World Cup

As the World Cup draws to an end, we’ve seen some amazing matches played throughout the tournament. As an avid soccer fan and U.S. supporter, I’m still recovering from the heartbreaking loss to Belgium. Along with USA’s respectable run in the tournament, I’ve also been surprised with how many American fans have embraced the sport, and how many have not.

Soccer among American youth is growing, and now children who grew up loving the sport 20 years ago, are now coaching it and having children who play soccer as well. People are getting a better understanding of the game, and are now able to pass that information on. With the mass popularity of the World Cup, I’m starting to see more and more people start to understand and love the beautiful game.

Facebook alone reported over 1 billion World Cup-related posts, comments, and likes the 220 million people on Facebook have made in the course of conversation since the tournament began on June 12.

“There is absolutely no doubt that soccer is an ascendant sport,” said Scott Guglielmino, ESPN’s senior vice president of programming. “And much of that I believe is due to the shifting demographic in our country.”

But not everyone loves soccer, and not everyone understands it. You can only truly appreciate a sport by understanding its subtleties. In the context of the World Cup, you can only start to really love soccer when you start to understand all of the rules, tactics and strategies, and can recognize talent in individual players. If you don’t understand the game, you can’t understand the game. How can you love something you don’t understand?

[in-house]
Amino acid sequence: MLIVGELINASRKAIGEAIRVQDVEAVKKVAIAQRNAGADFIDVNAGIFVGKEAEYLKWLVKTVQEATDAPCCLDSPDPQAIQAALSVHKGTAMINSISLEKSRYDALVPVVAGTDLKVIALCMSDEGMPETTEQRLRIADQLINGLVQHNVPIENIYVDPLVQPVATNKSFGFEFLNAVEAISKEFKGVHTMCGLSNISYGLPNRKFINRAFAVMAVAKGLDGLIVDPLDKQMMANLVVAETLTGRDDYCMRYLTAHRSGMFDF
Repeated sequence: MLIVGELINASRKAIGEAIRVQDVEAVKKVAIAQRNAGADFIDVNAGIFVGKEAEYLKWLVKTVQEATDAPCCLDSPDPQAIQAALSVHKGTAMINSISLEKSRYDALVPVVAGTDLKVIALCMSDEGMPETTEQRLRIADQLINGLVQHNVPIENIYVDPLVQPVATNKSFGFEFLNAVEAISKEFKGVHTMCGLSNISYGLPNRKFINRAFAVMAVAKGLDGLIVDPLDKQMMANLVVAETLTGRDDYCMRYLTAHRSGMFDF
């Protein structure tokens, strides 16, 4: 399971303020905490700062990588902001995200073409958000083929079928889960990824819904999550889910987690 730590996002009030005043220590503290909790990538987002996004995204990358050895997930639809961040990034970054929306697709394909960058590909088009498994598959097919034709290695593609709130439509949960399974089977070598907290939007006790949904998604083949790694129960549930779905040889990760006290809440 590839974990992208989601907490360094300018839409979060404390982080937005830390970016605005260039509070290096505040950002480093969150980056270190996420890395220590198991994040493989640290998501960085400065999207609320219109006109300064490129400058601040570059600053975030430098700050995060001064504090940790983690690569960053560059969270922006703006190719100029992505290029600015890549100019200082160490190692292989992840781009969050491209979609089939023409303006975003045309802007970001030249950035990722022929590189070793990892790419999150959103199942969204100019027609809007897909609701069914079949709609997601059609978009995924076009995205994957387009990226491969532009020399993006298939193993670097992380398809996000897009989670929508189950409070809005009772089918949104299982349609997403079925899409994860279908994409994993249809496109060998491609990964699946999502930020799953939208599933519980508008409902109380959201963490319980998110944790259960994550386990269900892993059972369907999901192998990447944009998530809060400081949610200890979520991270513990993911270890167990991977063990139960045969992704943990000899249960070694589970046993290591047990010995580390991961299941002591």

For example, have you ever watched a cricket match? It’s a very unfamiliar sport to most of us, and its popularity here in the States is very limited. I once watched an “inning” of cricket and had no particular clue about anything that was happening. It wasn’t until a friend of mine from India was able to explain to me a little bit about what was transpiring that I started to understand why it is so popular in other parts of the world. I was then able to intently watch and enjoy the rest of the match!

The more you know, the more you love.

As I reflect on this concept, I’m taken back to the beginnings of my relationship with Christ. I remember entering college thinking that I knew everything (who doesn’t) and my relationship with Jesus was no different. I could go through the motions to fit right in, I knew the words to most worship songs, and took communion. I was baptized, served in the children and student ministries on the weekends, and could even quote John 3:16.

I knew the overall message of the Bible, but I didn’t take time to dig further and understand the details, and really apply it to my life. It wasn’t until I took time each day to spend with God studying His Word that I began to see my relationship with Jesus develop.

As Christians, we are encouraged in 1 Peter 2:2-3 to not remain complacent in our spiritual walk with God, but to continue to learn and grow from it.

“Like newborn babies, crave pure spiritual milk, so that by it you may grow up in your salvation, now that you have tasted that the Lord is good.”

When we continue to read and study God’s Word, we will continue to grow and mature in our faith. The most encouraging part about the Bible is that God can continue to teach and guide us no matter how many times we’ve read it. He teaches us new things in the times of our life we need it most, and challenges us in our walk. The more we study God’s Word, the more we will understand it. And I’m surely convinced that the more you know, the more you love.

What are you doing to understand and know God’s Word further? What kind of Bible studies work for you and your life group?

The law of the LORD is perfect, refreshing the soul. The statutes of the LORD are trustworthy, making wise the simple. Psalm 19:7

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